Was Ireland shaken by a giant meteorite impact

200 million years ago?

Evidence that the Earth may have been struck by a giant meteorite 200 million years ago has been found in rocks exposed around the shores of Co. Antrim, by Dr. Mike Simms, Curator of Palaeontology at the Ulster Museum. The results of this research have just been published in the journal Geology. (Read abstract of article)

The impact may have been several hundred km to the west of Ireland, but the earthquake it caused affected a vast area. Its effects are recorded in the rocks at Larne and at many other places around the UK.

Rocks exposed on the shore at Larne, Co. Antrim, show that the area was shaken violently by an earthquake 200 million years ago. Soft sand and mud on this ancient sea floor was deformed by the shock, with chunks then ripped up by a tsunami ("tidal wave") that swept across soon after, triggered by the earthquake.

Earthquake-shaken sediments like these, in which the originally horizontal layers have been bent and deformed, are known as seismites, and sediments deposited by tsunamis are called tsunamites. Part of the seismite and tsunamite on the shore at Larne can be seen in this photograph. (Click image for more detailed information and larger image) It is probably one of the best examples anywhere in Britain or Ireland.

The seismite seen at Larne is unique in that it can be traced across more than 250,000 km2 of the United Kingdom, from Magilligan in Co. Derry, eastwards to near Whitby, Yorkshire, and southwards across the Midlands and Bristol Channel to Dorset. No other seismite is known to cover such a vast area of the UK.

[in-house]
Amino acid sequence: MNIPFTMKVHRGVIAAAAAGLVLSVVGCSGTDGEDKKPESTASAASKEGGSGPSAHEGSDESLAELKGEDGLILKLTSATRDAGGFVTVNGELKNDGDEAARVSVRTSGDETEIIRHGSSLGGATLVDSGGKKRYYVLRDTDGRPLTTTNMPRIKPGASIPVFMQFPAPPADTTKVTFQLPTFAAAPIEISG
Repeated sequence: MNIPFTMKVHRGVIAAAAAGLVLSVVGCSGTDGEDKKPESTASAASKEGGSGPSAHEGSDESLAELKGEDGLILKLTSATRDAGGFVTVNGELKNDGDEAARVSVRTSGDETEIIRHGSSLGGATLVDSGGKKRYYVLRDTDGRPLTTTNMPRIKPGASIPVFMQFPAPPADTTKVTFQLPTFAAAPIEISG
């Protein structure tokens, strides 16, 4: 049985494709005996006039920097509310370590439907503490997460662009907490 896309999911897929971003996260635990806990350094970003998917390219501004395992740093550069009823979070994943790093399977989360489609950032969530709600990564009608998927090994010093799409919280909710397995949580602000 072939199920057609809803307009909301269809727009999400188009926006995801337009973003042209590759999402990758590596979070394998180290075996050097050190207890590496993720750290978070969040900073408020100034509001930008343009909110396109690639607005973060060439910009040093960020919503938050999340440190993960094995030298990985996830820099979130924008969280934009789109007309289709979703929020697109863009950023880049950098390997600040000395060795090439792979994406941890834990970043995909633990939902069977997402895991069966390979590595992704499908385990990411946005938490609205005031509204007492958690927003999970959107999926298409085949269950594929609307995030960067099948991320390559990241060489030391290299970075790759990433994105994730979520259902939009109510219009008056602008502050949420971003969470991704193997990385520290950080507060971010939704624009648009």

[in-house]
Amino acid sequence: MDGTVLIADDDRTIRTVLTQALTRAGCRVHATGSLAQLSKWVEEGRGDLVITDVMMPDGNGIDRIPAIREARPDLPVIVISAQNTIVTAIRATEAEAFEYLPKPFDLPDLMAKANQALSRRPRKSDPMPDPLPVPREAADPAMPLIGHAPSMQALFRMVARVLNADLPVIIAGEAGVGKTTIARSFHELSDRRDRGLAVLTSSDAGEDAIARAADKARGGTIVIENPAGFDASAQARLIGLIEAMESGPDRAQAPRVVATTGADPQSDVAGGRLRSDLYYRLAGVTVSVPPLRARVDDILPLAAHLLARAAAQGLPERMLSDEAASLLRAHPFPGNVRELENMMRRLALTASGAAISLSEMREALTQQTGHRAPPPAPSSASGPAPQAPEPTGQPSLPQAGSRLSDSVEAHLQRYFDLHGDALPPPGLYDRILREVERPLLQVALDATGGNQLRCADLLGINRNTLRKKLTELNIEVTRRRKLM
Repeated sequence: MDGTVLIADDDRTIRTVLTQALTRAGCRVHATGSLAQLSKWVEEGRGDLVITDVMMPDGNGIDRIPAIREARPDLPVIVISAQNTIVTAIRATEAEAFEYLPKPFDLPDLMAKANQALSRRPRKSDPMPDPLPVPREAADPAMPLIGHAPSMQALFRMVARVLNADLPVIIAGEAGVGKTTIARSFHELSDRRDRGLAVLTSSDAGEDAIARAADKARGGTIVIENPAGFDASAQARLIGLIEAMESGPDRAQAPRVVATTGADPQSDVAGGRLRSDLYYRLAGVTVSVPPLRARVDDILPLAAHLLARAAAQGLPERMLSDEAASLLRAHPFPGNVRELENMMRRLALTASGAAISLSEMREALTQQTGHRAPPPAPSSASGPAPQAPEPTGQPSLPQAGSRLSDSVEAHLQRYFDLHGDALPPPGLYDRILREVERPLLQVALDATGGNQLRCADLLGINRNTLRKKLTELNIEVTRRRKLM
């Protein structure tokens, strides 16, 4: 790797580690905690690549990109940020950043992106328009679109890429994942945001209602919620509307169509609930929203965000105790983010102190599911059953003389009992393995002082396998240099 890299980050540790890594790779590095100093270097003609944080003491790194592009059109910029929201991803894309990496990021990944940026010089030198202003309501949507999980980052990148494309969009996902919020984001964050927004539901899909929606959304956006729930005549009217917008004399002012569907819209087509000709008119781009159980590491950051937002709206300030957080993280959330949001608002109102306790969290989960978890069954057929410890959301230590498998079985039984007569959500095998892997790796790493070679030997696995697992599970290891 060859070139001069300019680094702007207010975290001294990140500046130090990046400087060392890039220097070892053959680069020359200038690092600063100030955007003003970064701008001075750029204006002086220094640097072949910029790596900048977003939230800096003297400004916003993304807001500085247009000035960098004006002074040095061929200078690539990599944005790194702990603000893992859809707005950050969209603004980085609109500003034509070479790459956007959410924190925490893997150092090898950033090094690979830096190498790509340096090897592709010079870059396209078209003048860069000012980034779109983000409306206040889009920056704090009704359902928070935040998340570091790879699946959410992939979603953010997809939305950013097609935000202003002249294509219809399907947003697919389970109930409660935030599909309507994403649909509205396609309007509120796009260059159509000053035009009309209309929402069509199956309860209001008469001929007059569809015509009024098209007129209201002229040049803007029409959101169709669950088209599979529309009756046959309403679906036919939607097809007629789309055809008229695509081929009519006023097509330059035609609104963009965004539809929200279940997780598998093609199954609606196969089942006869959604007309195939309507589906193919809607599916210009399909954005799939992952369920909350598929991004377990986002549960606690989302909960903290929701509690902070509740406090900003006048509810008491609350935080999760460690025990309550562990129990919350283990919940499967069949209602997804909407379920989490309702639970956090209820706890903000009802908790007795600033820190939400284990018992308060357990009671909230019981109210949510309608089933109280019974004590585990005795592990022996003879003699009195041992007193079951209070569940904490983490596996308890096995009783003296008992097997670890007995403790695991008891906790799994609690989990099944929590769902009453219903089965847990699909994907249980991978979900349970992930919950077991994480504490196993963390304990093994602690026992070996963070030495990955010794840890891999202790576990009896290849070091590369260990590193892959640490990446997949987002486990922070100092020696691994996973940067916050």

Larne is one of 3 sites that were examined in particular detail, with another near Bristol and a third near Cardiff. But the seismite has been found in quarries, cliffs and boreholes at more than 30 locations, indicated by each of the dots on this map.
(More detail....)

Earthquakes normally are caused by faults and volcanoes, but these are just not powerful enough to have affected the vast area covered by this 200 million year old seismite. At present the only thing that geologists believe could cause such a massive earthquake is an impact from a meteorite perhaps 4-5 km across.

Geologists have yet to find a giant impact crater of the right age but a thin layer enriched in Iridium, an indicator of meteorite impacts, has been found in rocks of the same age in the eastern USA. [Olsen, P.E. et al., 2002: Ascent of dinosaurs linked to an Iridium anomaly at the Triassic-Jurassic boundary. Science, vol. 296, pp. 1305-1307].

There was a global mass extinction 200 million years ago, at the end of the Triassic Period, which killed off many different types of animals and plants, both on land and in the sea. Could this mass extinction have been caused by the effects of a giant meteorite impact? Was the catastrophic earthquake recorded in the rocks at Larne and across the UK caused by this giant impact? Much more work needs to be done before we can be sure, but whatever caused the earthquake it was certainly a unique event in the history of Britain and Northern Ireland.